No Iceberg


Dave Gittins

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Mar 16, 2000
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If you think Pellegrino is potty and Gardiner is a goose, you ain't seen nothing yet! Here is part of an e-mail I received today.

The Titanic puzzle:
An ice pilot's theory on how the RMS Titanic sunk
By CAPT. LEWIS M. COLLINS
Special to The Telegram
http://www.thetelegr am.com/
This article is under the Top Stories-Features section in the St. John's
newspaper.

The 'article' is a letter from the author of a new book. His 'theory' has been on the Internet for several years.

What is it about Titanic that sends normally sane people off with the fairies?
 

Steve Santini

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Nov 22, 2000
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Hi Dave and all,
I read the link you posted. I think the gentleman is forgetting about the ice that fell off of the berg and made it into the forward well deck of Titanic. I cannot imagine these fragments coming from pack ice or growlers as these types of ice have no height to speak of. I saw other problems with his theory but I thought I would just point out this one for now. Kind regards, Steve Santini
 
Oct 28, 2000
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I have corresponded with Captain Collins on-and-off for several years. He knows that I do not "buy" his theory about the damage.. I remain convinced of the iceberg. We have agreed to disagree.

However, I have found his knowledge of ice and most particularly of "seeing" conditions around ice to be most helpful. The man is experienced with the type of conditions faced by Titanic on the night of April 14. That's something that few of us on the board can claim. His experience alone gives him the right to a fair judgement of his work. I am looking forward to reading his book.

I must also remind everyone that getting published requires many things -- among them a "hook" that makes your book different and new. Captain Collins theory on how the ship was damaged is just such a "hook." Do not confuse the necessities of the publishing world for the message of the total work.

In the end, he may not convince us. But, let's read the book first.

--David G. Brown
 
Oct 13, 2000
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Collins' article is quite interesting. I am doubtful of his conclusions, but am impressed with the author's credentials, so I will certainly be reading this book with an open mind. his initial article can still be viewed on-line:

http://ourworld.comp userve.com/homepages /DionCollins/

getting his book is more of a conundrum. it was originally supposed to be released last Xmas season, but some copyright issues delayed publication. the last I heard was that the book was going to be out for the 90th anniversary, but as far as I know it is still not available.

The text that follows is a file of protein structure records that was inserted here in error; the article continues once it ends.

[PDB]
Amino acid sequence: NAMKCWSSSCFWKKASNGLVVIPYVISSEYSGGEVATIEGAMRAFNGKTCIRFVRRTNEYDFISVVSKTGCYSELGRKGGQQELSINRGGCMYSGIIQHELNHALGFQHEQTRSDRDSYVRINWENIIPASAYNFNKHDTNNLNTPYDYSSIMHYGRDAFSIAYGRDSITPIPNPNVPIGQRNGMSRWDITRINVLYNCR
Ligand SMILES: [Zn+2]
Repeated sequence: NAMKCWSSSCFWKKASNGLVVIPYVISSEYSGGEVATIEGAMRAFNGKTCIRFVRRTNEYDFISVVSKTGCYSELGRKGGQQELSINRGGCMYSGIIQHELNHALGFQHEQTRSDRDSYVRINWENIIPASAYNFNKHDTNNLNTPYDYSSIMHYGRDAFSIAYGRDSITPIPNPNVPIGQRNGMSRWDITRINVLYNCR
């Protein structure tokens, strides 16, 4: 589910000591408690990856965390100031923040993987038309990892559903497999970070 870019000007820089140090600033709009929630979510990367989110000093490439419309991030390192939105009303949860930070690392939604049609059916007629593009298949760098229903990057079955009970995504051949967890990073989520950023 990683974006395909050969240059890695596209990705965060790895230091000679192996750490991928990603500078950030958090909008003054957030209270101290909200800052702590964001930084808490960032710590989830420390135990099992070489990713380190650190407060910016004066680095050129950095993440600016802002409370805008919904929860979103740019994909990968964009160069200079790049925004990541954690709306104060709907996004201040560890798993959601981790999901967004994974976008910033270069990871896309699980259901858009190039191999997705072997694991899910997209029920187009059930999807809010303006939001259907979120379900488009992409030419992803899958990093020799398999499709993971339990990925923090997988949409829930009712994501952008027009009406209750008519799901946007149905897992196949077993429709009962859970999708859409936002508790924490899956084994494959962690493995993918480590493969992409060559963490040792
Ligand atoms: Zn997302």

unfortunately, the publisher, Breakwater Books has a deplorable customer relations department. I last called them in February to inquire about how the book is coming along, and they never even bothered to return my call.

if anyone has confirmation that the book is actually available, I would love to hear about it.
best, Michael (TheManInBlack) T
 
Jul 9, 2000
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Easley South Carolina
So would I Mike. While I don't buy into the idea that there was no iceberg...let's face it...too many witnesses actually saw the bloody thing, Collin's insights on ice conditions and navigation should be most useful.

Cordially,
Michael H. Standart
 
Sep 20, 2000
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My own thoughts concur with most of yours already expressed. I too have a hard time envisioning a "NO iceberg" scenario. (Steve's sensible counter about the ice on deck certainly rings true for me.) But beyond that, the pack ice notion doesn't seem very far removed at all from the "submerged base" OR grounding perspectives, as far as I can yet tell.

I definitely see this book as a potentially valuable addition to the literature, based on the man's own substantial level of experience in ice navigation, as David Brown aptly pointed out. That alone is an insight I don't want to miss out on.

The book is indeed now finally available -- just released on the 14th of April -- directly from Breakwater:

The Sinking of the Titanic: An Ice Pilot’s Perspective
Author: Captain L. Marmaduke Collins
Price: $18.95
Trade Paperback / 220 pages
Publisher: Breakwater Books Ltd. ( www.breakwater.nf.net )
Toll-free: 1-800-563-3333

(Naturally, that would be $18.95 Canadian.)